'The Walking Dead' season 6 debut recap: Carter vs. Rick. Guess who wins?

Andrew Lincoln as Rick Grimes, Danai Gurira as Michonne and Lennie James as Morgan Jones - The Walking Dead _ Season 6, Episode 1 - Photo Credit: Gene Page/AMC

Credit: Rodney Ho

Credit: Rodney Ho

Andrew Lincoln as Rick Grimes, Danai Gurira as Michonne and Lennie James as Morgan Jones - The Walking Dead _ Season 6, Episode 1 - Photo Credit: Gene Page/AMC

By RODNEY HO/ rho@ajc.com, originally filed Sunday, October 11, 2015

The "Walking Dead" producers face the challenge each season to outdo themselves from previous years. The chances of repetition and boredom grow.

Fortunately, the opening 90-minute episode was a rabble rouser, packed with walkers and human tensions and a skeptic who got what was coming to him.

Okay, the Carter character looked like mincemeat from the moment he came on screen questioning everything Rick did. The writers were none-too-subtle about it.

Carter spent a good portion of the early flashbacks being skeptical about anything Rick uttered. He saw Rick go a little nutty. He saw him kill drunken Pete. He has justifiable reasons to be suspicious. But then he takes it a wee bit too far.

At one point, Eugene - while picking up supplies -  overhears Carter talking to some Alexandrians that they need to literally kill Rick before he kills them.

Eugene is so shocked, he drops a glass and Carter points a gun at him. Fortunately, conveniently, Rick shows up and quickly grabs the gun from Carter.

"You think you'll take this community from us?" Rick fumes. "From Glenn? From Michonne? From Daryl? From Me? Do you have any idea who you're talking to?"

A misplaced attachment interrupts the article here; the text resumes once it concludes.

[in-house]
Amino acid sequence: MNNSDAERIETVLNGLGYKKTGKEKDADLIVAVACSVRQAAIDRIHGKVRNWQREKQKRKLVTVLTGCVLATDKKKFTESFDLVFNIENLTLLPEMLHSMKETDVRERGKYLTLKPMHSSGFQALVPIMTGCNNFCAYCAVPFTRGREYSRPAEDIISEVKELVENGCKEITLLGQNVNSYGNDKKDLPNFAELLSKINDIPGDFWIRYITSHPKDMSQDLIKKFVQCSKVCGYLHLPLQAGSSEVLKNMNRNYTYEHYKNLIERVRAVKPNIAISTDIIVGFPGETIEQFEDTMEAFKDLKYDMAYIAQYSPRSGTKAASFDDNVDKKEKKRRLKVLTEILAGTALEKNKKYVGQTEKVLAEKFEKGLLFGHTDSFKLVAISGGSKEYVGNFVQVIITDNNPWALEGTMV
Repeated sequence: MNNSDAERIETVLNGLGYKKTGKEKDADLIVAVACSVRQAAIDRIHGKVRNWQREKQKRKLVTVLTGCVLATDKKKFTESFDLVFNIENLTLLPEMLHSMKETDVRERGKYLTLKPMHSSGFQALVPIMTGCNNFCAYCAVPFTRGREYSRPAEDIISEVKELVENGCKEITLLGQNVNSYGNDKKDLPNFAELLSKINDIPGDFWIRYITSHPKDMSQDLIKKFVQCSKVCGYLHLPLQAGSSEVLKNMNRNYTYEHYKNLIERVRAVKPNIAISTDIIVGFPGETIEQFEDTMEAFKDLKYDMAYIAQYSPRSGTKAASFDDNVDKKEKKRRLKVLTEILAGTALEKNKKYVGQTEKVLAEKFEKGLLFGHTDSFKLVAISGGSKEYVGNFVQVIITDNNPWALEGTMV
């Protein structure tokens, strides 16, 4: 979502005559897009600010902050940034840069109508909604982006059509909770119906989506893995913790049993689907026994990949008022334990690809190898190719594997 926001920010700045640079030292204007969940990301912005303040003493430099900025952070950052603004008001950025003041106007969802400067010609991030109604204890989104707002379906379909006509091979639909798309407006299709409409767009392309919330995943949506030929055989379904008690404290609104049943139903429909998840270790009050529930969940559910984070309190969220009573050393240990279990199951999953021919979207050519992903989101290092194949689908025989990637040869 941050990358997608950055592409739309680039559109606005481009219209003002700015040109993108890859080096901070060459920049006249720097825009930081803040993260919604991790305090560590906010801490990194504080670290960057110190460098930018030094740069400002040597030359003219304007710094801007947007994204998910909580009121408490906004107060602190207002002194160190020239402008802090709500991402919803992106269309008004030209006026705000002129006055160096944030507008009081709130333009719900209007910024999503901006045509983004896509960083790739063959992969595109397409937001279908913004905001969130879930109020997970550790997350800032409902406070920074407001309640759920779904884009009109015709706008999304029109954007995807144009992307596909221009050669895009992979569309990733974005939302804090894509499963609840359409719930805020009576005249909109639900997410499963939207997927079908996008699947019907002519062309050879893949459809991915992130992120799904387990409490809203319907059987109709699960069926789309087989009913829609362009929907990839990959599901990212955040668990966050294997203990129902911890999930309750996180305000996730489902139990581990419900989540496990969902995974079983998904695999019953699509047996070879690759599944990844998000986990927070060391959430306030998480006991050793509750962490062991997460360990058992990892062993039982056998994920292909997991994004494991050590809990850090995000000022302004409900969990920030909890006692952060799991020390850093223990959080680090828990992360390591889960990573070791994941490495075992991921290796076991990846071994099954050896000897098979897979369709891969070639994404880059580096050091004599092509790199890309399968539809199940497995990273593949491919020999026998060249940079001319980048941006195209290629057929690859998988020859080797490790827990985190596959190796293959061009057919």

Yes, Rick - ego meglomaniac - pops up.

Carter expects to die but Rick surprisingly holds up, absorbing the words of Morgan, who still believes in Rick's humanity. (Yes, the whole "how much of humanity do you lose in the apocalypse?" question inevitably comes up every season. As a result, Rick will show restraint every so often to prove that he is still a good guy, more or less.)

"You can try to work with us," Rick says, "You can try to survive. Will you do that?"

Carter falls in line because really, does he have a choice now?

Let's rewind, since that's what this episode does frequently in what I consider an effective story-telling device. Present day is color; the recent past is black and white. Scenes are often juxtaposed purposefully.

Deanna, Alexandria's leader, is devastated by her husband Reg's death. She is now firmly in Rick's camp and snipes at idiot Gabriel. Abraham is about to bury drunken Pete unceremoniously inside the fence.  (You'd think Pete's family and friends would want some sort of acknowledgment or memorial since Pete was a doctor and probably saved lives when he wasn't inebriated and wielding a katana.)

But Rick wants this loser to be buried outside - far outside. And Deanna is fine with it. "Let the trees have him," she said coldly. He and Morgan transport Pete's body a couple of miles away. Inexplicably, Ron - Pete's son - follows them. He is almost caught by walkers but Rick and Morgan save him. They discover a huge valley, a rock quarry of sorts, where thousands of walkers appear to be residing. Why so many? Walkers follow noise and like lemmings, they drop in. But the trucks blocking the entrance are about to give way.

Rick realizes the road would lead the walkers right to Alexandria. He also figures out why so few walkers were even reaching Alexandria. (Why more marauding Mad Max-type humans have not tried to take over Alexandria at this point is another question. This is more like the Middle Ages now.)

He ultimately convinces the Alexandrians that this is a good plan - despite Carter's kvetching. "We have to finish this!" Rick thunders. "We have to keep moving."

So the Alexandrians help out building fencing and placing cars in strategic spots to lead the walkers west and not east. When a few walkers pop up, Rick first lets the Alexandrians (including Carter) deal with them. But they don't do much of anything. Morgan - then Rick - come in to knife them in the skull.